They appear like the product of some hallucination: castles, seemingly lifted from some medieval European kingdom (or at least Magic Kingdom), rising above typical Peruvian towns.
Most are a testament to past fortunes, to a time when their owners hoped that these castles would convey a sense of Old World civilization. Today, they make for rather quirky tourist attractions.
In 1929, the renowned doctor Carlos Rospigliosi began construction of this castle in Lima’s Santa Beatriz neighborhood. The idea behind the castle was to provide an appropriate place to stay for the doctor’s friend, King Alfonso XIII of Spain, during a visit to Lima. Unfortunately, the king was dethroned before he could be visit. The castle was used as a family home before passing into the hands of the Air Force.
Castillo de Chancay
About an hour north of Lima on the Panamericana, the fishing and farming town of Chancay seems like an unlikely place for a sprawling medieval castle. Nevertheless, it was here that Consuelo Amat y León built this complex between 1925 and 1935. The doña was inspired by a trip through Europe, and also wanted to build the castle in homage to her deceased husband. She never lived in the castle, and it fell into disrepair before being restored in the 1990s. Today, it is a tourist complex, with lodging, restaurants, a nightclub and recreational facilities.
Rising above the popular beach town of Mollendo, the Castillo Forga has had a long and interesting history. The castle was built by a successful Arequipeño, José Miguel Forga, in 1923. Soon after, however, Forga found himself ruined (possibly because of the crash of the New York Stock Exchange in 1929) and in debt to the government. The government seized the castle, and shortly afterwards, it ended up in the hands of Arequipa’s archbishop, Leonardo Rodriguez Ballón. One version holds that the monsignor had purchased the home from the government, while another story states that President Manuel Prado gave the home to the archbishop as a gift after the cleric helped to annul Prado’s marriage. The city of Mollendo is looking at housing a museum within the castle.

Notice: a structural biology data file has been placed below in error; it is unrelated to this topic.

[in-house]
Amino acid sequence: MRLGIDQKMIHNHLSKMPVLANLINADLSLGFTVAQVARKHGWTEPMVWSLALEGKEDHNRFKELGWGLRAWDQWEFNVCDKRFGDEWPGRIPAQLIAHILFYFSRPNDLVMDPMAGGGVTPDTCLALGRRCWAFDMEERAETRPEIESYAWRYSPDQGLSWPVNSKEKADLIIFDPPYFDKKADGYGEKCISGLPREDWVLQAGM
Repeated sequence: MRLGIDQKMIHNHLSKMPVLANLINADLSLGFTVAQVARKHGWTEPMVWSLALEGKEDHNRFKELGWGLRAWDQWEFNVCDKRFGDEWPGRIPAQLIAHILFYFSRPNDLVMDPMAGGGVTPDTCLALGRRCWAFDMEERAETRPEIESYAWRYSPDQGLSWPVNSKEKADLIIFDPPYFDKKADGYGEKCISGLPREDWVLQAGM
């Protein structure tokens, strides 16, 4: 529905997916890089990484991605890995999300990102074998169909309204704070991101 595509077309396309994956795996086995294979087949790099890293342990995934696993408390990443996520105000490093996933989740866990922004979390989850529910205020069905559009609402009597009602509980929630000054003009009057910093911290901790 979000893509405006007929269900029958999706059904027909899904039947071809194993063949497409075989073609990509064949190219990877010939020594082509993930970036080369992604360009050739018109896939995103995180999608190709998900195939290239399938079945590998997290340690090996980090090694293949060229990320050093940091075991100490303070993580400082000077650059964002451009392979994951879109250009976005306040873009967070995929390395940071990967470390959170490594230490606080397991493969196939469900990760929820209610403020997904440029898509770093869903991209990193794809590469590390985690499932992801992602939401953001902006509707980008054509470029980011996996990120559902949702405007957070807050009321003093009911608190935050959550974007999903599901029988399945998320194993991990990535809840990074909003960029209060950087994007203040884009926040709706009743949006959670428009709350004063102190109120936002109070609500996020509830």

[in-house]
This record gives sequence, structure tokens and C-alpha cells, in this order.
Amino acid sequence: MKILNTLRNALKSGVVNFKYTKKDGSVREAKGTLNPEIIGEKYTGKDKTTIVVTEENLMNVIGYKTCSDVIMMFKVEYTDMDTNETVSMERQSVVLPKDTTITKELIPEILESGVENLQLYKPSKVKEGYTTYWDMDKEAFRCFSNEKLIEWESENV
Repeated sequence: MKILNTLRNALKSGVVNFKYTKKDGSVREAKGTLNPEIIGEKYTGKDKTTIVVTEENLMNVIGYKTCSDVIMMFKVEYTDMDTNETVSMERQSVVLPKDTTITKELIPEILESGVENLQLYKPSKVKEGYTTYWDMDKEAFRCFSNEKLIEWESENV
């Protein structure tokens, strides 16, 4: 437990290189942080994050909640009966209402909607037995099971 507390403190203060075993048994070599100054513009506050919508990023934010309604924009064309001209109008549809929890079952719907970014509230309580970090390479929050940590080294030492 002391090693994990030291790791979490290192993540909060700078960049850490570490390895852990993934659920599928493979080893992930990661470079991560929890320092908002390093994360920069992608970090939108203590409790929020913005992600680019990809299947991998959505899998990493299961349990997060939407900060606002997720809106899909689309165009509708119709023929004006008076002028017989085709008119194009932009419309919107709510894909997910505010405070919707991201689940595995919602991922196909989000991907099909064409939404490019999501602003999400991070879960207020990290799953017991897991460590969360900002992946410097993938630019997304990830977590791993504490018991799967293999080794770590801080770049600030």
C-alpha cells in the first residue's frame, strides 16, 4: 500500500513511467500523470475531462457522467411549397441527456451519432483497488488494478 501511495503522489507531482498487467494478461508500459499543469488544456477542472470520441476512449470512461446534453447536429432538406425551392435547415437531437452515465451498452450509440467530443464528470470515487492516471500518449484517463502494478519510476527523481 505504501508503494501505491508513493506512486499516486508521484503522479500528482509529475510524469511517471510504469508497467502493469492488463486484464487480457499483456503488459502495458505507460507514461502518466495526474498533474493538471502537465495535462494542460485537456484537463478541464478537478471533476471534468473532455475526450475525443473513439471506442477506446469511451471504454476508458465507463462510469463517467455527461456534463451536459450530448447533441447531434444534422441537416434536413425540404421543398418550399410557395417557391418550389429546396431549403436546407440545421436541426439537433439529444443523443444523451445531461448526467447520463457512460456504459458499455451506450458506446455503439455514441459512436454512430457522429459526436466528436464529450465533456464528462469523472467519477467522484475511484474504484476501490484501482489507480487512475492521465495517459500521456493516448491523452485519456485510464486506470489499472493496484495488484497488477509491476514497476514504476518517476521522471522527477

Castillo de Lamas
Lamas is a small town located about 20 kilometers from the city of Tarapoto. The town’s castle is more recent than the others mentioned it. It was built by an Italian expatriate over the last several years. The castle houses an art collection, a small store and a café.
Located in Cañete, about two hours south of Lima, this castle was built by the wealthy Unanue family between 1843 and 1900. To aid the construction, the family purchased a German castle, dismantled it and had a significant portion shipped to Cañete. When you visit, young local guides will provide tours (for a tip) and recount stories of how the space was used to keep and sell slaves through its underground network of tunnels.
The castle was badly damaged by the 2007 earthquake and is in a state of disrepair at the moment.
One does not normally associate Peru with medieval-style castles, but there are a number of such buildings throughout the country.
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